A Cowboy Tips His Hat
While most Canadians are aware of the devastating impact of forest fires on Great Slave Lake, they perhaps aren’t as aware of the many acts of generosity and kindness it has inspired.
I learned about one this past week as I listened to CBC Radio and heard how singer, songwriter, actor, and activist Tom Jackson, somehow managed to pull off a sold out concert to benefit the town within two and a half weeks. Everyone involved with the production described getting it together on such short notice as an amazing act of community.
One of the biggest draws was Canadian country singer Johnny Reid, who has twice won the Canadian Country Music Association male singer of the year, and album of the year in 2011.
Apparently, during the concert Reid moved to tip his cowboy hat and then remembered he wasn’t wearing one. He went on to tell the crowd that it wasn’t just a case of him proving he wasn’t bald under his hat, as some might have speculated. Instead, he explained, a cowboy removing his hat is conveying the deepest respect he possibly can. Reid said he was performing without his hat as his way of letting everyone know how much respect he had for the volunteer firefighters and for the spirit with which Slave Lake residents were rebuilding their lives.
While I’m already a fan of Johnny Reid as I just love his song, “Today I’m Gonna Try to Change the World”, hearing that kind of compassion and generosity got me a little teary and choked up, and left me with a warm feeling in my chest. Not only that, it reinforced my desire to reach out and try to change the world or, at least, my little part of the world.
But is that possible? Can one person doing a good deed make a difference?
The experts say absolutely.
University of Virginia psychologist Jonathan Haidt, actually coined the term “elevation” to describe how powerful moments of elevation can wipe out feelings of cynicism and replace them with feelings of hope, love, optimism, and even a sense of moral inspiration.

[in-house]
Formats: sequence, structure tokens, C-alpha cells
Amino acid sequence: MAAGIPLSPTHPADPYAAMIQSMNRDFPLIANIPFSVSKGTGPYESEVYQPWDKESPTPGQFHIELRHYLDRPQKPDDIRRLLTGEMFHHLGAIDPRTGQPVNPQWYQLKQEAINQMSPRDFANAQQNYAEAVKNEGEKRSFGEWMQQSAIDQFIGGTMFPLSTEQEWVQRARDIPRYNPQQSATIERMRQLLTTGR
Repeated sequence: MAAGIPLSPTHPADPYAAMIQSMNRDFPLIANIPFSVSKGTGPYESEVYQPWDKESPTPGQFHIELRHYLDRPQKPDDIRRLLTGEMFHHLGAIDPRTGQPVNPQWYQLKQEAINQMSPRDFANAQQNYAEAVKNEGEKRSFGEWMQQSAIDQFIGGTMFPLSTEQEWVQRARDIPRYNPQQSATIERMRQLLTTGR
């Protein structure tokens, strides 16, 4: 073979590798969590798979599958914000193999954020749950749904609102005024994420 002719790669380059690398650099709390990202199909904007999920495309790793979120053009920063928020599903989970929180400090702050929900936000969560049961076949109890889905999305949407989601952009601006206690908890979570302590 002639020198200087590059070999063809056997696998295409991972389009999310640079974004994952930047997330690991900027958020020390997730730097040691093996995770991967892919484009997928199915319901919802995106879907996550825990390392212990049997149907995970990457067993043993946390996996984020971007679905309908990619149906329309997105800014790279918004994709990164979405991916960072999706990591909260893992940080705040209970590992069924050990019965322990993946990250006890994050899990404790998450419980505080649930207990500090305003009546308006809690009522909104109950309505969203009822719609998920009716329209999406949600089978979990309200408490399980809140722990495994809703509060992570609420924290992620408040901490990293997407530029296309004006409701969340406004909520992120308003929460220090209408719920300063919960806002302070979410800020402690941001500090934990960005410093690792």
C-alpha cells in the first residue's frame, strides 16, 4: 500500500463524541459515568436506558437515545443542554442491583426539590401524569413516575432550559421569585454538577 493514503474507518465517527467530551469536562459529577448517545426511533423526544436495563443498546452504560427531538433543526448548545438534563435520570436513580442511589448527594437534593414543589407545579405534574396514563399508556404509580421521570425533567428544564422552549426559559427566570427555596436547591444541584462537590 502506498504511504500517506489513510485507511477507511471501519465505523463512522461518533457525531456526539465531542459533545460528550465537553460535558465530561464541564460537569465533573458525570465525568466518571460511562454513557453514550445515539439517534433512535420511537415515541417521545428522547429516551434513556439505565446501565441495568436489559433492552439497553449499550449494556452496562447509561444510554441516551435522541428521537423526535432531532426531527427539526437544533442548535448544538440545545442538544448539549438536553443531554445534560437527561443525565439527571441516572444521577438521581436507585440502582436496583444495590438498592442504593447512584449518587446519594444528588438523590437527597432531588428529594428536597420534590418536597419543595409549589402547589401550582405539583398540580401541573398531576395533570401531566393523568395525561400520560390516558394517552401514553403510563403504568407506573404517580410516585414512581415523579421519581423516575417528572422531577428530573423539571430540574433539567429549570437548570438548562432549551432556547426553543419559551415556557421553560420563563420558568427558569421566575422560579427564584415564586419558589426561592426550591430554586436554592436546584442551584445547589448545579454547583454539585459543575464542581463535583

Haidt suggests we can be moved to elevation by observing others, as I did Johnny Reid, and their strength, character, compassion, generosity, or “moral beauty.” This elevation can prompt within us “a desire to become a better person, or to lead a better life.”
On the down side, Haidt’s research also shows that while elevation might be good at stimulating a desire to make a difference, it may not be as good at motivating us to real action. Regardless, the effect is still powerful because it opens both our minds and our hearts to new possibilities and increases the likelihood of us doing good deeds.
Ultimately it does seem that kindness is contagious, even when it isn’t as extraordinary as organizing a huge concert in record-breaking time. Even simple acts of kindness can have a trigger effect.
Simple acts of doing good—stopping to pick up litter, holding the door for someone, donating one’s time or one’s resources—can be enough to open our hearts and inspire us to help others.
We can also cultivate more elevation and make it travel by finding and repeating stories of moral beauty, and by understanding and embracing the ripple effect. This means any time you make an effort to do something good, you’re benefiting not only the person you’ve chosen to help but also those who witness and are inspired by your act. As a result, while every act is important and stands on its own, the ripple effects means there’s no such thing as a small or insignificant act of kindness because you just never know who you might inspire.Posted on 06-19-11
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